Sell Your Course at Various Prices

stacking-coins“What should the price of my course be?”

This is probably the single most asked question for anyone selling an online course, and with good reason. Pricing is difficult. You have to find the right balance between communicating the value of the course content and what the market is willing to pay.

In many cases, your price-point will be determined by trial and error. But this goes beyond just the price you choose, it also relates to your pricing model.

A combination of your price-point and pricing model will ultimately be what drives your revenue, and every entrepreneur wants to maximize their revenue.

When you complete your course and are about to sell it, consider this strategy: create different levels of the same course.

For example, perhaps you create a “basic” tier for your course that contains most of the content, but then add a “premium” level that includes some extras.

What are enticing extras? Things like networking opportunities (forums/webinars/chats) and download (templates/documents/scripts) are an easy way to add more value to the different tiers of your course.

I have seen this strategy used to great effect. Online course entrepreneurs are taking the same pricing tactic that many software companies have been using for years. The more you pay, the more you get.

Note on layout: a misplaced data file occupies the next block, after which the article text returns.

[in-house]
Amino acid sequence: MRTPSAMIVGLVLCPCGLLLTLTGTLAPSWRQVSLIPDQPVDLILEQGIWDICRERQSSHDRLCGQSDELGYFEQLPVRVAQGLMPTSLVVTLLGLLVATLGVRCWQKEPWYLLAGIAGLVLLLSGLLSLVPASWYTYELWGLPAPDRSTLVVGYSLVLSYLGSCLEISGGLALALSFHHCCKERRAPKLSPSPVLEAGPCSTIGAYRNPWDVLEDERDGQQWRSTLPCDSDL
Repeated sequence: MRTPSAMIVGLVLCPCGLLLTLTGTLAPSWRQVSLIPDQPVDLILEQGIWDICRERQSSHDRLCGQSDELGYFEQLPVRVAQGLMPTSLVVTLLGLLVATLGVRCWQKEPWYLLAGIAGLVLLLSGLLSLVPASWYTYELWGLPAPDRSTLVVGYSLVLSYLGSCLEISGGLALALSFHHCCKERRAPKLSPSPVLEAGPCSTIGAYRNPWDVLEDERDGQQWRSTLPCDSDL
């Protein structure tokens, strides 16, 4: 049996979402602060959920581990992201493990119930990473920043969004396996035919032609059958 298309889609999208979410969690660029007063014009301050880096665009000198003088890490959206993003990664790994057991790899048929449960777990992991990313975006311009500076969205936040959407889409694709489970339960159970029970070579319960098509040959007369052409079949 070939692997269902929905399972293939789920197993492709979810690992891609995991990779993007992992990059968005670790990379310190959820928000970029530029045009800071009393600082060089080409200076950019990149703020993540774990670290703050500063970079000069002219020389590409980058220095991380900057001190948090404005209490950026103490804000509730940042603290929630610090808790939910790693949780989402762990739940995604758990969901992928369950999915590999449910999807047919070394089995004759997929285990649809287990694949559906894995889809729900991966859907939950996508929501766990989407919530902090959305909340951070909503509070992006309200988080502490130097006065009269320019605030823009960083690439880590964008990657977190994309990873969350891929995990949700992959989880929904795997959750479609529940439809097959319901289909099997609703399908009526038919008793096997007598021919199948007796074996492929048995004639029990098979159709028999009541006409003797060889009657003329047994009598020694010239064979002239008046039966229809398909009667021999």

Nathan Barry does this for his App Design Handbook. Notice how just the written content is $39, but you can get it with videos for $99. He goes one step further and offers a complete package (that includes templates, interviews, and other resources) for $249.

Same core course is sold in all three.

It’s a simple strategy that has proven to be successful across a variety of industries. It will undoubtedly work for your online course too.


Justin Ferriman is the co-founder and CEO of LearnDash, the WordPress LMS trusted by Fortune 500 companies, major universities, training organizations, and entrepreneurs worldwide for creating (and selling) their online courses. Let's Talk! | Twitter

1 Response

  1. Oh, it’s a bit frustrating how you give this advice and then don’t provide any info about how to do it! I’d love to create tiers – got a link to that article?

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